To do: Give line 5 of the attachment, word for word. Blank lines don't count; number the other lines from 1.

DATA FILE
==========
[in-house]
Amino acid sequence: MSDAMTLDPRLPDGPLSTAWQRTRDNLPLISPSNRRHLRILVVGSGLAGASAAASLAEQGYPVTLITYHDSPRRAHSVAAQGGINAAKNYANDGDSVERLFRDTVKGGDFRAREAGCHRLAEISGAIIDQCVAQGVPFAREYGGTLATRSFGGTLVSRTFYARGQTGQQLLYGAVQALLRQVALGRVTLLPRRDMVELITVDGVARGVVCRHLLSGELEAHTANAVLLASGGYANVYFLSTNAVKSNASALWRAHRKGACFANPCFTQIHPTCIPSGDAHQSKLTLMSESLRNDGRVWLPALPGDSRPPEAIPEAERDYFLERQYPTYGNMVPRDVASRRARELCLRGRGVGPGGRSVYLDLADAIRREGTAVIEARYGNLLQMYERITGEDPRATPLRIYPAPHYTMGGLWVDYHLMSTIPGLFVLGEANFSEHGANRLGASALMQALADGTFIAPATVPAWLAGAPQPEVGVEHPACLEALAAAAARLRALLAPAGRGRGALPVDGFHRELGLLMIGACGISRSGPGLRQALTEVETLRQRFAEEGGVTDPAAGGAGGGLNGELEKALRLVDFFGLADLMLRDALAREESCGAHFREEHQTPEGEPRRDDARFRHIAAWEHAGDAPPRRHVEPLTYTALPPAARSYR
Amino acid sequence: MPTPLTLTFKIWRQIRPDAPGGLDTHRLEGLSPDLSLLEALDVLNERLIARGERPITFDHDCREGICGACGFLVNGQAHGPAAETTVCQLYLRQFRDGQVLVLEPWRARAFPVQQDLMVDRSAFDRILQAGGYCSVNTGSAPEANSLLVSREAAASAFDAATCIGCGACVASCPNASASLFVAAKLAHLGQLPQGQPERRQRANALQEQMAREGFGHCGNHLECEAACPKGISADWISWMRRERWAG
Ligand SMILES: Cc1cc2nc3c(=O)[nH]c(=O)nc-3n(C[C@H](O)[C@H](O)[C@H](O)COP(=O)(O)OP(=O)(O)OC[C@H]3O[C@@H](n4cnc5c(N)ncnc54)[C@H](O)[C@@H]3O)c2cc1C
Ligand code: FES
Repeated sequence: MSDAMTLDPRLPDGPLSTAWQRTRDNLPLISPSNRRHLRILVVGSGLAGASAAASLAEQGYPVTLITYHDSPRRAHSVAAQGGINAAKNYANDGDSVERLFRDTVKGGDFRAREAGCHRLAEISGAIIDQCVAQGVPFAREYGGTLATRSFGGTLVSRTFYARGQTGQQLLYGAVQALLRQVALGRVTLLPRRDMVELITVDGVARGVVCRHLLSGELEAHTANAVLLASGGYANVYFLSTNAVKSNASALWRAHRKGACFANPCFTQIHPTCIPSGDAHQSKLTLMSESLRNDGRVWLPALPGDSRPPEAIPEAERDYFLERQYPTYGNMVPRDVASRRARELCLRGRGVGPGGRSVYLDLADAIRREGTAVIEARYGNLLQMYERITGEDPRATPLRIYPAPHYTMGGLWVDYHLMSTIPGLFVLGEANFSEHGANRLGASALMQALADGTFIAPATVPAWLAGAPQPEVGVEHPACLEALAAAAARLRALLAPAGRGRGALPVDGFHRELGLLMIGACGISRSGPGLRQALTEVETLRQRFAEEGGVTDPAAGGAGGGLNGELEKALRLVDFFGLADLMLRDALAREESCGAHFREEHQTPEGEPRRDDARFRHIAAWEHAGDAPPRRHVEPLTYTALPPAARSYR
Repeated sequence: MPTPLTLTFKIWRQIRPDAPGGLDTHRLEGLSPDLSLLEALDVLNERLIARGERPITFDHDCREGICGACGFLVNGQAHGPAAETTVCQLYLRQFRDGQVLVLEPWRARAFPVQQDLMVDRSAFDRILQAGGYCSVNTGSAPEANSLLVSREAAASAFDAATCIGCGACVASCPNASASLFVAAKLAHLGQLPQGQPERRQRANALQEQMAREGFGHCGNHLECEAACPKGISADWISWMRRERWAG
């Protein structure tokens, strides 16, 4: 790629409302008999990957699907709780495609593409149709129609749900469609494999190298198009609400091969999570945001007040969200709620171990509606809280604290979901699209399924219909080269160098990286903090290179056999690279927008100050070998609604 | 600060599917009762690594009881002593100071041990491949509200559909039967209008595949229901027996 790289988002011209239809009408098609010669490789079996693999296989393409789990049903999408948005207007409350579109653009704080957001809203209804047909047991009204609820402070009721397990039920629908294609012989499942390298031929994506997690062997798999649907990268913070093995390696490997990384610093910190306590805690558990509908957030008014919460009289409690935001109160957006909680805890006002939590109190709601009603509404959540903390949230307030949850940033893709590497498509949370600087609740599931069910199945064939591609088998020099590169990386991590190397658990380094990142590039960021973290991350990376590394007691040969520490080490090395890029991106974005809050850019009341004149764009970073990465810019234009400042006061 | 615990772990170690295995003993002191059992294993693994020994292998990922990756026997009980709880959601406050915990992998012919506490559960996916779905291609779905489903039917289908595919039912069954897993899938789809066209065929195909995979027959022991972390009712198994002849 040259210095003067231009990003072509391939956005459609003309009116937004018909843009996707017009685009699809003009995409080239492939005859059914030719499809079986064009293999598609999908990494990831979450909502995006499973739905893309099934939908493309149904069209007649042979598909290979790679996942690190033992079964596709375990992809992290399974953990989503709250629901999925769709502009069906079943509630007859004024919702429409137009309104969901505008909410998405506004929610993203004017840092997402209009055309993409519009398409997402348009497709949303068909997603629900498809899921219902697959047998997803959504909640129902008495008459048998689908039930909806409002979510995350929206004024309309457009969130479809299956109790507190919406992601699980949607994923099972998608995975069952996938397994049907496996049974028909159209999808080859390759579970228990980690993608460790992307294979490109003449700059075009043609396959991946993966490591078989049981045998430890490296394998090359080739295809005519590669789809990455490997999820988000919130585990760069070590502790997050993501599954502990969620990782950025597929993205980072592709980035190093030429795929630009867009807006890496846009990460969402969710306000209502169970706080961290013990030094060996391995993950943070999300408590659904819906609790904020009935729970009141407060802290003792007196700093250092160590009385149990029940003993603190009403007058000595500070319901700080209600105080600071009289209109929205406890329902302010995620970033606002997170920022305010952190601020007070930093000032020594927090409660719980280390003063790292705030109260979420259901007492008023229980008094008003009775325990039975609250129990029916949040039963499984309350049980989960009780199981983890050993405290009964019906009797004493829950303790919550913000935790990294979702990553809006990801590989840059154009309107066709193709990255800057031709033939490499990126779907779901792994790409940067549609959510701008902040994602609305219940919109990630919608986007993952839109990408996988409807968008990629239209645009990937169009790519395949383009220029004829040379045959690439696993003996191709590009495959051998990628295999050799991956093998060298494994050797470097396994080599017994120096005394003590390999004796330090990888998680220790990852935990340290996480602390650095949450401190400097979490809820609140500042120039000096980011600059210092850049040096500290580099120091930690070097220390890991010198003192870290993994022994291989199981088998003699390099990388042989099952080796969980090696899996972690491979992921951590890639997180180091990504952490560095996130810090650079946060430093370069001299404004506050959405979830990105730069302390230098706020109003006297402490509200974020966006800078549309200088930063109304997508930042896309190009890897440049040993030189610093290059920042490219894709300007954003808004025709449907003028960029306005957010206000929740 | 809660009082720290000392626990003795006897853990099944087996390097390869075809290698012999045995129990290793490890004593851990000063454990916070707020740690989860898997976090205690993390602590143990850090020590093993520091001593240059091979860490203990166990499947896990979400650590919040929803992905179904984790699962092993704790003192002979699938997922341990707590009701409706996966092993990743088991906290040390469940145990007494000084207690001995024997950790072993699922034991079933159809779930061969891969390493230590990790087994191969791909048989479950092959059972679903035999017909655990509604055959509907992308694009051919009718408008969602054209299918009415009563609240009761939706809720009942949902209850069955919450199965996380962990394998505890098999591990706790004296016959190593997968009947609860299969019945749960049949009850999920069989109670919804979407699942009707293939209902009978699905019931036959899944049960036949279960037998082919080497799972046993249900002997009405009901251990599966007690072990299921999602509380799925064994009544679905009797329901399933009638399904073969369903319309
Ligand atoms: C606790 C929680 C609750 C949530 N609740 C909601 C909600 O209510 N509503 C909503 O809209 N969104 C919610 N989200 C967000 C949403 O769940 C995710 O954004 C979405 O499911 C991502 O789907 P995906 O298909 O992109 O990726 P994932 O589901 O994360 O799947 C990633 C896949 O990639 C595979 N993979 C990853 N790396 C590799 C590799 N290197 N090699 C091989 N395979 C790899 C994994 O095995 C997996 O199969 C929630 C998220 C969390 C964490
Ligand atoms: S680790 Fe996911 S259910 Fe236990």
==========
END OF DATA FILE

Ligand code: FES